What Flipkart-Snapdeal owners' Twitter spat reveals about India's job hiring
The controversy involving Sachin Bansal and Rohit Bansal raises larger questions on talent creation and retention in the country.
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Sachin Bansal, co-founder of Flipkart, is an entrepreneur who usually prefers to remain in the shadows and let his business do the talk. But on Friday, he reacted with aggression to a comment by Rohit Bansal, the co-founder of e-commerce rival Snapdeal, so much that their Twitter slugfest is the toast of the media at present. The battle was not on their business, as one would have expected. It was on hiring engineers, with Sachin talking a dig at Rohit Bansal who had earlier tweeted that there weren't enough "quality" engineers in the country. Sachin's contention was that one should not blame the country for its lack of engineers, but blame themselves for not hiring enough talent who "join for culture and change".
Beneath the seemingly innocuous fight, there are larger questions about India's education system and the talent it generates and nurtures, that keep coming up again and again. Rohit Bansal's argument was that India did not have a tradition of building software product companies, making several engineers migrate to the US. There is some credence to this. Every year, India produces some one point five million engineers from its 3,345 colleges, 30 per cent of whom run the risk of not getting a job. There is a general preference for IT and financial jobs, compared to manufacturing, so even computer engineers land up in jobs in backroom IT services firms in marketing roles, or in banking, insurance and broking jobs. Due to the rising preference for "office" jobs and those that involve a lot of foreign travel, there are fewer takers for jobs on the shop floor, an issue that industry captains such as Larsen & Toubro's AM Naik had cried hoarse over for long. In short, many graduates end up in jobs that have nothing to do with what they have been trained in, or what their preferences would have ideally been.Flipkart owners Binny and Sachin Bansal (Right).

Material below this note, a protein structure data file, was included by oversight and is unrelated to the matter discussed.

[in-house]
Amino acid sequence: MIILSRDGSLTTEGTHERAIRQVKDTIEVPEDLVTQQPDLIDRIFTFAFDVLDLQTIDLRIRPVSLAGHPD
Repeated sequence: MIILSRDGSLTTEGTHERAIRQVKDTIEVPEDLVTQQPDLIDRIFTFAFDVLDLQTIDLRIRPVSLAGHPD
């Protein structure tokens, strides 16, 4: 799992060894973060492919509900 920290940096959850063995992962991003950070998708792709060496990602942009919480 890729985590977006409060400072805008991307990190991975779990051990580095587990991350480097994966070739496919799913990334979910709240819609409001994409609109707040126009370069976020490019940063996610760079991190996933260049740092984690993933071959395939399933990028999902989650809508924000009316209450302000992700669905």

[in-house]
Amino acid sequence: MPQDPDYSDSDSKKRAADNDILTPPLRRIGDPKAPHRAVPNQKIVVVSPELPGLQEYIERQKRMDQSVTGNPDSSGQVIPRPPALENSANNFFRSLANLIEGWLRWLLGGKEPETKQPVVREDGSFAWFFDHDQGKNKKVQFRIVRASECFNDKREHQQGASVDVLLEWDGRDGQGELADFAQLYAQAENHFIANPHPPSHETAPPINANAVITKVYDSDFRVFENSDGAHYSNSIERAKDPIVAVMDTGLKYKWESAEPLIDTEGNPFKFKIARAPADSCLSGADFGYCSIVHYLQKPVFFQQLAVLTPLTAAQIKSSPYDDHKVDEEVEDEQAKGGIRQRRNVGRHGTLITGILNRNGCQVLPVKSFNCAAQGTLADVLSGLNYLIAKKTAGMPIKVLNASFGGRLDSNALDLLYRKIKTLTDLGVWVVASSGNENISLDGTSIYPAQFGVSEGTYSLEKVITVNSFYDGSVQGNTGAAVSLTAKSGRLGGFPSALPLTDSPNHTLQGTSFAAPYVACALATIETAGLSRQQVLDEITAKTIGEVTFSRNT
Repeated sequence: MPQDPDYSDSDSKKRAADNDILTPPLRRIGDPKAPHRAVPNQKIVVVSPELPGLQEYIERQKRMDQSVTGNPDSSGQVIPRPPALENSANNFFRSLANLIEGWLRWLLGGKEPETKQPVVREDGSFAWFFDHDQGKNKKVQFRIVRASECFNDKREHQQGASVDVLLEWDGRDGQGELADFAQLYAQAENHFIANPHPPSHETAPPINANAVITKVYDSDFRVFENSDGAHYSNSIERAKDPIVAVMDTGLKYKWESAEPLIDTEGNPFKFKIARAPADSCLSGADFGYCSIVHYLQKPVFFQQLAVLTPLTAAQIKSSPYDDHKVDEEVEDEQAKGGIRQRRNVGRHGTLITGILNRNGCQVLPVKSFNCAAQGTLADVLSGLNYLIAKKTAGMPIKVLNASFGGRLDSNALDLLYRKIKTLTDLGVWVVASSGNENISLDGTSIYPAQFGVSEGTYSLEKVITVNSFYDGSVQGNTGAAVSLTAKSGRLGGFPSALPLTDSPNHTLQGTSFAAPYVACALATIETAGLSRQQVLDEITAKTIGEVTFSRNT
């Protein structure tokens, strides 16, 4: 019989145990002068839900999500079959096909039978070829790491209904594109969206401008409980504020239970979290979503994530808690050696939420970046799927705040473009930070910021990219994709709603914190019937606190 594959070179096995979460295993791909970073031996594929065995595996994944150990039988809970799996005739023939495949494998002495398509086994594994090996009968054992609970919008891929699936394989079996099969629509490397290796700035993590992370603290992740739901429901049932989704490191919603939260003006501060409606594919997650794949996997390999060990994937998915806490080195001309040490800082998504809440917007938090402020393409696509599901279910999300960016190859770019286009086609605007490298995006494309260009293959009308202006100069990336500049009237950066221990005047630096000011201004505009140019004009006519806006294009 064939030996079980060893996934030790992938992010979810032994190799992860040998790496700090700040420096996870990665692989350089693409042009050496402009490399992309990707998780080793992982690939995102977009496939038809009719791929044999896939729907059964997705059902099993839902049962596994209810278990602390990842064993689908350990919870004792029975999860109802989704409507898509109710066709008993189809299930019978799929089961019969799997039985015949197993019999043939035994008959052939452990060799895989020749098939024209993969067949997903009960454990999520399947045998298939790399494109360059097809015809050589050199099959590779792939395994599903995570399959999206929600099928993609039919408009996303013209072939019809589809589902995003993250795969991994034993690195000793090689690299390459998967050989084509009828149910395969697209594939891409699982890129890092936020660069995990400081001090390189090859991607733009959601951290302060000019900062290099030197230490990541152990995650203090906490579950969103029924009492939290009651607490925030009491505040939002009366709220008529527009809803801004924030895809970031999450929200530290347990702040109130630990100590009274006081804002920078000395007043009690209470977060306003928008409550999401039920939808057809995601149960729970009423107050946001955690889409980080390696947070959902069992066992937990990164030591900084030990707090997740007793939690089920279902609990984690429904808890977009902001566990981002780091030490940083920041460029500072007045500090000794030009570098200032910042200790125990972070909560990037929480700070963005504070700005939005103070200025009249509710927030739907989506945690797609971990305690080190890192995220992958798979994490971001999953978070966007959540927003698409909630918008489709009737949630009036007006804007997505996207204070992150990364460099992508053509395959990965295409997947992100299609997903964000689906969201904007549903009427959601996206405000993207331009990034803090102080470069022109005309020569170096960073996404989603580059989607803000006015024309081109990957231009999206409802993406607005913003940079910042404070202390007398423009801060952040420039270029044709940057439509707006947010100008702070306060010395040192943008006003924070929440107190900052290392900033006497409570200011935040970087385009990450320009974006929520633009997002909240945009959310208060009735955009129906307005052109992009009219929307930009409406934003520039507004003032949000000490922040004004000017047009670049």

In that sense, Rohit Bansal is right. India is yet to have a software giant like Microsoft or IBM or a Dell, that produces proprietary software products that can make the world sit up and take notice, and can throw up challenging opportunities to our talented workforce. To be sure, our home-bred IT services firms have made a mark, but not enough to attract software engineers who would want to be part of an innovative culture that would be on offer at a company like Apple or HP, or hundreds of other Silicon Valley start-ups. Indeed, the country should be proud of its new crop of e-commerce companies that have made a disruptive entry into the retail space, weaning a lot of customers away from brick-and-mortar companies such as a Pantaloon or a Trent. Flipkart, Snapdeal, Jabong and their ilk have been able to achieve what they have, through a smart business approach made possible through technology innovation, that ultimately makes it easier for customers to choose from and buy goods on their sites. They are also to be credited for the talent they attract. Recent reports have said that top e-commerce firms are poised to absorb some 500 engineers, paying over one crore rupees at the start. Not bad at all. However, the concern Rohit Bansal raised still remains, in that we still have fewer avenues on the product development side.
It can be argued that it is not easy to create an Apple or an IBM on Indian soil, nor is it necessary to do so. Great, innovative companies spring from an overall culture on innovation and entrepreneurship. India may have missed out on the innovation bus in the past two or three decades, but it is uniquely poised to ring in some new changes on the innovation landscape. E-commerce is just one, where our companies are given even multinationals like Amazon stiff competition. With the huge number of skilled workforce coming out of its colleges every year, India should also take advantage of new developments in high-value manufacturing, some of which may shift from China to other developing countries as the former's wage cost advantages wean down. Some top Indian companies are already making a mark on the innovation front. The Tata Group, for instance, recently said that 60 in-house innovations in 2014-15 helped it garner seven thousand crore annually. A coordinated effort from companies, the academic institutions and the government as a facilitator can help generate enough and more opportunities that can be equally challenging and rewarding for our job-seekers. That, to a large extent, should help address the issue that the Snapdeal co-founder was trying to highlight. In short, India can attract and retain talent only by encouraging local ideas, entrepreneurship and nurturing a spirit of innovation in its companies.